A Day at the Seaside

During part of the 1920s, the Employee Social Club made an annual outing to Brighton by charabanc. Here are members outside the Great Hall on the morning of one of their excursions:

University of Reading Special Collections

I have seen several versions of this image in boxes of photographs in the Special Collections. The labelling on the back is inconsistent, but there is no doubt that the person reclining on the grass at the front is what was known as ‘the letter boy’ (he is variously referred to as Vandenburg, Vandenberg and R. Wallace). 

Maybe ‘boy’ reflected his status rather than his age, but there’s no doubt that before the days of email and the internet, his would have been an indispensable role, delivering the mail, telegrams, memos and parcels across the campus.

The image below, taken on arrival at Brighton sea front, is dated 1927. There’s no explanation as to why a police officer is in attendance.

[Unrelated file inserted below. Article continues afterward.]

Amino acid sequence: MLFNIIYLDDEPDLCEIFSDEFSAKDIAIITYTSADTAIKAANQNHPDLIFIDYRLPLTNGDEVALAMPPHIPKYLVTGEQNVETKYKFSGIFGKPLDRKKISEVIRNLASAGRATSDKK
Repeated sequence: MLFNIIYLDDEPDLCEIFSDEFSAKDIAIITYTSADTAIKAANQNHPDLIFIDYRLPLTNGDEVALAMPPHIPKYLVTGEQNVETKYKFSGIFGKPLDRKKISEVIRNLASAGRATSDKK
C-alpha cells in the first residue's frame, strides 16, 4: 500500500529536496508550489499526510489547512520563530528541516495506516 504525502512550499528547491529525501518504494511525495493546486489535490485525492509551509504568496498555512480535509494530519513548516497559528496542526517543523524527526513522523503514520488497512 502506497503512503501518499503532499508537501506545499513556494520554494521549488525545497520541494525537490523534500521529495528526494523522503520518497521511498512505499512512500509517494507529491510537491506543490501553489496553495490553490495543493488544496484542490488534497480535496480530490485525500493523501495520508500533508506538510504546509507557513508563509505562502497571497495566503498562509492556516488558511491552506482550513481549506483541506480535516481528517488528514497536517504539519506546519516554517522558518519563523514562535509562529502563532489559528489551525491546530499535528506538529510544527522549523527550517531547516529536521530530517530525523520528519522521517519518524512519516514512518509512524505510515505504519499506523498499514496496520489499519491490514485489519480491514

University of Reading Special Collections

Book early for the next excursion!

Sources

University of Reading Special Collections, Photographic Archives.

 

 

3 Replies to “A Day at the Seaside”

  1. Given what we know about female representation at the time, I wonder who the women in the photos are — wives? What do we know about the role of secretaries in the early history?

    1. Unfortunately, information about academics and students is much more accessible than details of the many other people without whom the College/University couldn’t have functioned. The information may be there somewhere but I haven’t come across it yet.
      Interestingly, though, there is a chapter from the previous decade about women’s secretarial and clerical roles in Edith Morley’s edited volume, ‘Women Workers in Seven Professions.’ This was published in 1914 for the Fabian Women’s Group. The relevant chapter is by Elspeth Keith Roberson Scott and deals with the profession in general rather than those working in universities, though these are mentioned. The chapter paints a depressing picture of low pay (even for the well qualified), long hours (sometimes with unpaid forced overtime), poor working conditions, lack of sanitation and few opportunities for advancement.

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